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RTF Review: “THE FLASH – Season 1”


RTF Review:THE FLASH – Season 1

By: Adam Basciano

“Season 1 of The Flash follows Barry Allen (Grant Gustin), an assistant police forensic investigator who was orphaned when his father was falsely imprisoned following the mysterious murder of his mother. The season begins with Allen being struck by lightning during an intense storm caused by a particle accelerator explosion that bathes the city with an unusual form of radiation. The strike puts Allen in a coma for nine months. When he wakes up, he quickly learns he can move at superhuman speeds. It’s a fate that also befalls others in the wake of the explosion and storm, creating several “metahumans.” Allen then uses his newfound power to fight crime and go on a hunt for his mother’s true killer.”

(The CW)

Let me give you all a bit of background as to my Flash fandom. After Batman and Superman, The Flash is my third favorite superhero. Next comes Wonder Woman, followed by Daredevil, the only Marvel hero to crack my top 5 list. My awareness and fondness for The Flash started with the television series that aired in the 90s. Back then, it was the characters super speed and costume that hooked me. Re-watching as an adult, the stories are still cool, and I really appreciate the set design, and opening theme by Danny Elfman. The show never really found an audience, because it always shifted around on the CBS schedule, and was ultimately cancelled. My first Flash comic books were the TV show tie-ins. Then came the Justice League animated series, which introduced me to the Wally West incarnation of the character, voiced wonderfully by Michael Rosenbaum. Smallville then continued to increase my Flash fandom, by bringing Bart Allen to the small screen. The WB/CW have been considering a series based on the character since Smallville, but it took the success of Arrow, to give The Flash the green light, to go full speed ahead. The result is one of the best first seasons of television.

To be as good as The Flash was in Season 1, the cast has to gel, and everyone has to pull their weight. And they do. I liked everyone in the main cast. Grant Gustin overplayed the “nerd” angle a little bit in his two episode stint on Arrow. It was more Peter Parker & Clark Kent than Barry Allen, but once The Flash got going, Gustin settled into the character we are used to. He conveyed the shock and fear of what was happening to him, but then balanced that out with the euphoria of the character testing his powers. We saw a mix of confidence and self doubt from Gustin as The Flash, depending on the situation that presents itself. Read The Flash for any length of time, and you will see the comic book character have these exact same feelings. The Flash in the comic books comes off as the most genuinely likeable guy on the Justice League team, and Gustin’s portrayal, makes him the most easily likeable superhero character on TV.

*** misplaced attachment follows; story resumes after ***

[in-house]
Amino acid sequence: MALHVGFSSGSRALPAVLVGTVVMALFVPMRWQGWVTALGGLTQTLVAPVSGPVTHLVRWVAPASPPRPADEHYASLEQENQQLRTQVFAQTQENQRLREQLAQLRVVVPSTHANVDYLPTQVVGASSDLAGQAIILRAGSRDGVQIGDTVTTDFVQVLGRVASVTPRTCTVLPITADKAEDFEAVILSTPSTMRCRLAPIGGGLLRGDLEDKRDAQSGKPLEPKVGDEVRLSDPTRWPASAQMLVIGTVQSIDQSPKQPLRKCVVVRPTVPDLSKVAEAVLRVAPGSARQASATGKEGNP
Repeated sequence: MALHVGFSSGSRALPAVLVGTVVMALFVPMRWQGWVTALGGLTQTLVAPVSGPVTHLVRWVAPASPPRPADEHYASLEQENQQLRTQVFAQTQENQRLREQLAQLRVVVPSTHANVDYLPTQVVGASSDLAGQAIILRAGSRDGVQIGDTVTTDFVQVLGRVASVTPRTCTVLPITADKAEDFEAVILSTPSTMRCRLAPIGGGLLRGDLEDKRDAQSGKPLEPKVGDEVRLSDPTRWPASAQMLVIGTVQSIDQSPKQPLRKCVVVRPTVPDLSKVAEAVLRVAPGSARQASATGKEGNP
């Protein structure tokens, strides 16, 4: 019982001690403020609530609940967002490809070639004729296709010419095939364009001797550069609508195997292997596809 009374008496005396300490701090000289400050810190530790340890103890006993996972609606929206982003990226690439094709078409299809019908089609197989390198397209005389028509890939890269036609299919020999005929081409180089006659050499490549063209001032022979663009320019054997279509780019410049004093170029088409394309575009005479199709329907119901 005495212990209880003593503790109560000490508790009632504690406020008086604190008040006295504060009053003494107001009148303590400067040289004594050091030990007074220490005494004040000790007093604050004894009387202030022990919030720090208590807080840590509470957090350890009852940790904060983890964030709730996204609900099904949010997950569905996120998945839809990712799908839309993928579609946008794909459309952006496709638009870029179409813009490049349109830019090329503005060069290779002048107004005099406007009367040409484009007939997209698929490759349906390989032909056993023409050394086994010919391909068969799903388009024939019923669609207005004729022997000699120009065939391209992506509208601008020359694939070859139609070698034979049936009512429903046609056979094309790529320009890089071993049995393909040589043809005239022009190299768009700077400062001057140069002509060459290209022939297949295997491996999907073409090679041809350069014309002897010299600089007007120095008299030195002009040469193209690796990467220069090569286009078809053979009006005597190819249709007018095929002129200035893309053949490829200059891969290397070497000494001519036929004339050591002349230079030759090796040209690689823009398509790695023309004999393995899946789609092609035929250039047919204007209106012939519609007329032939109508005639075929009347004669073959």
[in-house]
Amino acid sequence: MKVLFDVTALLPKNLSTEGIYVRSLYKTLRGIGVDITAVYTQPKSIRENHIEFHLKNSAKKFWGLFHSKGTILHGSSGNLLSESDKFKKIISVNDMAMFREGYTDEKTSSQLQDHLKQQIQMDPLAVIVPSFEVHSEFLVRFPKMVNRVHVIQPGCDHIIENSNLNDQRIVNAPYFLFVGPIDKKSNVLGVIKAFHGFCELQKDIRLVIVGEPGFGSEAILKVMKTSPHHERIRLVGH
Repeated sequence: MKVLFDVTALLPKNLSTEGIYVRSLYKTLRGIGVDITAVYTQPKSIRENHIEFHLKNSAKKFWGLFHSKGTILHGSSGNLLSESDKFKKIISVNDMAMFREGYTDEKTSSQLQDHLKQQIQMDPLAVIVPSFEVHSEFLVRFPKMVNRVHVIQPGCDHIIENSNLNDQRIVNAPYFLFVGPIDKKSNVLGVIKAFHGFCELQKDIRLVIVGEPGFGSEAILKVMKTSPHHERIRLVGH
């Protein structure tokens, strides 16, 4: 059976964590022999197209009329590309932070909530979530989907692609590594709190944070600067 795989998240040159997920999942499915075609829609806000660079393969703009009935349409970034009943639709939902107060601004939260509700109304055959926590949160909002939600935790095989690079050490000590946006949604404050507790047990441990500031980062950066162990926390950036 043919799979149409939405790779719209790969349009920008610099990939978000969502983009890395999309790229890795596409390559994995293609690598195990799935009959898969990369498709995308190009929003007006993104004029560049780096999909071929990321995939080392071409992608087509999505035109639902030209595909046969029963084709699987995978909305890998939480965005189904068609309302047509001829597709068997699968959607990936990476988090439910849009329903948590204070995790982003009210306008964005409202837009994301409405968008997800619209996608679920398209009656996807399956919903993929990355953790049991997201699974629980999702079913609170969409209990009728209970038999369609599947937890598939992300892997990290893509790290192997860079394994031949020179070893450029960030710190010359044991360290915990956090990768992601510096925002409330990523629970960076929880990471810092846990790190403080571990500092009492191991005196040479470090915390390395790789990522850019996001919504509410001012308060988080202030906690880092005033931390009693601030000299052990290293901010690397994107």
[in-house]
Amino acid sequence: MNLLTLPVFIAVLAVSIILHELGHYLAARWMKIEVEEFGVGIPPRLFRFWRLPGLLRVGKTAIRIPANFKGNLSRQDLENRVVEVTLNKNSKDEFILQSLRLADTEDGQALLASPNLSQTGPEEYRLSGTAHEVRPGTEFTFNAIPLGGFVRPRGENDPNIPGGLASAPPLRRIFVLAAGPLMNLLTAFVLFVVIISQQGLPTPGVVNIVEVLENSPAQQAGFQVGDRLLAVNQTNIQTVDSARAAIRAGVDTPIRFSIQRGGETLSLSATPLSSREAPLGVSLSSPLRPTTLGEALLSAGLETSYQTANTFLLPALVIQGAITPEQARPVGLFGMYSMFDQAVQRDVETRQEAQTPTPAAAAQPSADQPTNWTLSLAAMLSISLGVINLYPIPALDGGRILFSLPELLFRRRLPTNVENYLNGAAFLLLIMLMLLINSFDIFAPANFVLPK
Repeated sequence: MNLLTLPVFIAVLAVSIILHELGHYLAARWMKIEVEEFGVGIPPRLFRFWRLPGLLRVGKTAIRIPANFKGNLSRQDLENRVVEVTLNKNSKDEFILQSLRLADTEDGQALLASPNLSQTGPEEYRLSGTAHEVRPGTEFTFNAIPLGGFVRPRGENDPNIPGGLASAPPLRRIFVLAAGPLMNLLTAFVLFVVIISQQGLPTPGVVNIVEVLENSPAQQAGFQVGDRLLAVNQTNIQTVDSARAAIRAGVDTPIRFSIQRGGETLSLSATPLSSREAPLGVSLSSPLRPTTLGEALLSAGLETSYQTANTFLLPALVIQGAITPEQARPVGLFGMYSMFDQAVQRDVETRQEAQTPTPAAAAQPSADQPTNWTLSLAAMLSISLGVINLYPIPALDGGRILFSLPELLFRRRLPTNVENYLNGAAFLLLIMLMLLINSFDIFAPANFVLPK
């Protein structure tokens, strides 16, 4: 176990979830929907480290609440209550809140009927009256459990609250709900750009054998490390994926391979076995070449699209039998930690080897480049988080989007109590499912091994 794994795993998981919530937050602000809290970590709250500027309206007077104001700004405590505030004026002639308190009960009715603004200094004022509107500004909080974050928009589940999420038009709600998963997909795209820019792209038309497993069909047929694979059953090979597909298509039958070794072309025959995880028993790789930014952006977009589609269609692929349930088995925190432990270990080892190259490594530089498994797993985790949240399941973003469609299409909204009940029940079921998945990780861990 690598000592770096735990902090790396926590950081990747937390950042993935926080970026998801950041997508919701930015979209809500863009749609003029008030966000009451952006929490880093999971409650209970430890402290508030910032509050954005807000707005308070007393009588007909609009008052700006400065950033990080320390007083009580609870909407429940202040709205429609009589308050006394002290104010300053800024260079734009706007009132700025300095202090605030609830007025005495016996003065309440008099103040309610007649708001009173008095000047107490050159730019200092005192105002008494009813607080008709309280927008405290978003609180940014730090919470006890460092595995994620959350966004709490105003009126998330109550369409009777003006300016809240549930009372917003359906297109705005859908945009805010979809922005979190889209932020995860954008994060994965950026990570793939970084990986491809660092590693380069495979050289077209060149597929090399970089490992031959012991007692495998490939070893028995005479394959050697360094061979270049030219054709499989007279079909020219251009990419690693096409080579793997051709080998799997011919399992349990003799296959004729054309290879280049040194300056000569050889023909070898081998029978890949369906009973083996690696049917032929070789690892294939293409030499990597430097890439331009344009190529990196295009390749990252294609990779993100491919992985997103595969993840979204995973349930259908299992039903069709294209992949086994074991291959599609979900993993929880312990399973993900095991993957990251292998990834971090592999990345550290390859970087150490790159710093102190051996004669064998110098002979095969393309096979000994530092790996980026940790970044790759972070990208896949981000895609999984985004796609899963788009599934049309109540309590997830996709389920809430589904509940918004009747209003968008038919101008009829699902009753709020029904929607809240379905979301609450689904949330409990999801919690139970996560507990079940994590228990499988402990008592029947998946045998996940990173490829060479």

Candice Patton as Iris West got a lot of fanboy hate because the show made a race change. You know what…WHO CARES? Patton did a great job. She had great chemistry with Gustin. Even though Barry has romantic feelings for Iris, I like that they were best friends and the show runners didn’t overplay the love triangle between Barry, Iris, and her boyfriend Eddie Thawne. I loved the scenes with Patton as Iris and Grant as The Flash, meet on the rooftops. They had a very Superman (1978) feel to them. Iris never was really the damsel in distress. She was a blogger/reporter who wrote about The Flash, helped give him his name, and eventually became part of Team Flash. Patton in this season, gives Iris a sense of strength, conviction and kindness we don’t see in the comic books, because the character is so rarely highlighted enough to notice most times.

Speaking of Team Flash, Barry Allen has a group of the smartest people working at Star Labs helping him on com link; helping him get out of problems he may encounter, as well as helping him understand the ins and outs of his powers. While I detest The CW formula of every superhero having a team, especially a hero with Barry’s intellect and power set, they’re here, and we have Danielle Panabaker playing Caitlin Snow, while Carlos Valdes plays Cisco Ramon. Both characters have comic book roots. Caitlin Snow is one of a couple people to adopt the super villain moniker of Killer Frost, while Cisco Ramon is the hero known as Vibe, one of writer Geoff Johns’ more recent creations. Both actors and characters eventually become their alter egos counter parts. In this first season though, fans will be able to pick up on the seeds planted that will lead to the eventual transformations. I think both actors have great one-two punch chemistry together. Danielle Panabaker plays Caitlin Snow as the straight laced, get right down to business scientist, while Carlos Valdes as Cisco is always ready with a good quip, or pop culture reference ready to lighten the mood. I know those quips and references are written by a staff of writers, but it is Carlos Valdes and his impeccably timed and perfect delivery that really makes things pop.